The government shutdown that left 800,000 without a paycheck tells us nothing about our country’s differences over immigration reform and everything about our government’s inability to deal with the easy stuff. While the leaders of both political parties have tried to place blame for their collective failure at the feet of the other, Americans are smarter than that. We know the embarrassment of the last month is not about 215 miles of steel fencing but instead about systemic failure in Washington, D.C.
Over 80 percent of Americans are against mass deportation and believe those who arrived here illegally should have a path to legal status. More than 70 percent want stricter enforcement of immigration laws and more secure borders. And nearly all favor severe penalties for U.S. employers who hire undocumented immigrants. Against this backdrop, our Republican and Democratic leaders couldn’t sort out 215 miles of metal. Given that fiasco, how can they have any shot at addressing our failing public and private pension system, a bankrupt Social Security program, or a health care structure that leaves one out of four Americans unable to afford even their prescription drugs?
Vice President Pence correctly suggested in December that the two political parties split the difference on the president’s request. The stakes were not that high. We still have 140 miles of authorized fencing we haven’t gotten around to building from earlier spending bills, and the 215 miles requested by President Trump will take an estimated six years to construct. But lately, brinkmanship seems to be more in fashion than statesmanship. Instead of a sensible compromise, our politicians argued over how to spend $6 billion. Meanwhile, the shutdown cost the American economy four times that.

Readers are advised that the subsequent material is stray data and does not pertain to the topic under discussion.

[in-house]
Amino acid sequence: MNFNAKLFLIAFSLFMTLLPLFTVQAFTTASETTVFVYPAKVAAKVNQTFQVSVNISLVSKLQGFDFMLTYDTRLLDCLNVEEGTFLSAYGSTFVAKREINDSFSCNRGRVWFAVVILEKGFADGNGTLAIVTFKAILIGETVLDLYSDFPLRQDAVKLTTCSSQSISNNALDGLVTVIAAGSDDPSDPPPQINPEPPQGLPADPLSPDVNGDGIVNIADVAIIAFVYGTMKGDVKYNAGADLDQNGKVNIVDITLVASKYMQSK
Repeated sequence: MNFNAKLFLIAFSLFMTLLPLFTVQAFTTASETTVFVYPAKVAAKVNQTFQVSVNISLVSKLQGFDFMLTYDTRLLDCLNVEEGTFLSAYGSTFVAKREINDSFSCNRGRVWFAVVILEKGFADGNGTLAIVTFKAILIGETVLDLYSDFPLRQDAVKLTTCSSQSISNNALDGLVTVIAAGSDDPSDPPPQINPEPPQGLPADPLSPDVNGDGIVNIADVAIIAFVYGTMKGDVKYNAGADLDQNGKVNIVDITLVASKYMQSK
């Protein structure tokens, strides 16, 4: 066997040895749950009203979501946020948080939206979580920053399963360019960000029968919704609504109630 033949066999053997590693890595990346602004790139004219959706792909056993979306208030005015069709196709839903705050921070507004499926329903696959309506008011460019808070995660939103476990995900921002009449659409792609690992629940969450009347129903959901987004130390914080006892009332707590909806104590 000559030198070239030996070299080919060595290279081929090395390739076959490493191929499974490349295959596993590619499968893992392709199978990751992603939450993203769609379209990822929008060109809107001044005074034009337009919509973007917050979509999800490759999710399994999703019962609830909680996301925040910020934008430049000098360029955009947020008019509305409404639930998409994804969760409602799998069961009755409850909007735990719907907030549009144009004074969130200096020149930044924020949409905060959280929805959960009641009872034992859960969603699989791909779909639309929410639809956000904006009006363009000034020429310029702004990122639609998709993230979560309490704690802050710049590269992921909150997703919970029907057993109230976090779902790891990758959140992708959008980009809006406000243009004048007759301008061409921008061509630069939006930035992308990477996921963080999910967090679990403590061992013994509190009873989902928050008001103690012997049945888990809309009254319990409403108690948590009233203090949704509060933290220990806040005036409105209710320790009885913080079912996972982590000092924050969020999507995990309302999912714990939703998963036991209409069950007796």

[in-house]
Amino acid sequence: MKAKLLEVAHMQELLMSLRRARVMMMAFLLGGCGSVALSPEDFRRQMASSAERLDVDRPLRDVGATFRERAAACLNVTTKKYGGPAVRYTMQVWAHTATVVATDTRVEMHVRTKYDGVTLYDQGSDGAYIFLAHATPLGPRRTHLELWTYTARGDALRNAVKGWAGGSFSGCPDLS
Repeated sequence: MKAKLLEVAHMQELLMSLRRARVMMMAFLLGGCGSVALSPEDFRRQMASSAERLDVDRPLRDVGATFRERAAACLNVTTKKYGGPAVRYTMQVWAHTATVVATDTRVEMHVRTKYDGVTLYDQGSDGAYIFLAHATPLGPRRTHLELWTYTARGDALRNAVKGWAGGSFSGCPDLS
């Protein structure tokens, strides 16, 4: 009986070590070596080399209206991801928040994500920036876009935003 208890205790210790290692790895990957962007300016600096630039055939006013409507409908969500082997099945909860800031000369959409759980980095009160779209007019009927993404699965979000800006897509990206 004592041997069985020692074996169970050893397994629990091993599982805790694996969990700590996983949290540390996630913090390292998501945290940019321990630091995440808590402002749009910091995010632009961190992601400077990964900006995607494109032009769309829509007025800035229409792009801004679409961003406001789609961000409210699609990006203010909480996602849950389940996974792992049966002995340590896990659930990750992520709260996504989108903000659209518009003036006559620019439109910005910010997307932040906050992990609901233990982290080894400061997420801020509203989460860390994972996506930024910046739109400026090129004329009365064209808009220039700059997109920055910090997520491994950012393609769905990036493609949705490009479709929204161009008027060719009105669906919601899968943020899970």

There is a distinction between a willingness to agree and a willingness to work together — something Vice President Pence clearly recognized. We’ve always had our disagreements — that is part of the color and magic of America. We never had to forsake our differing opinions and passions to pull ourselves out of a Great Depression, build dams and bridges, educate millions of returning GIs, eradicate measles and polio, contain communism and expand the vote to all Americans. We can have our own personal and family histories, hold views separate from our neighbor, worship who we choose, and nonetheless work together — because it is only through civilized debate that we are stronger and wiser as a nation. That is precisely why we have three co-equal branches of government, two legislative chambers and a system of “checks and balances.” Our form of democracy requires compromise by design, or put another way, the U.S. Constitution forces us to get along. The Founding Fathers wisely understood that while messy and frustrating at times, it is a wiser form of government than the alternative, something the hyper-partisans in both parties have carelessly forgotten.
The lesson from the last month is not that Americans are split on immigration reform but that our political leaders have failed. Our message to them should not be to build or not build a wall on the southern border, but instead to tear down the wall that separates them from each other and return to the people’s business.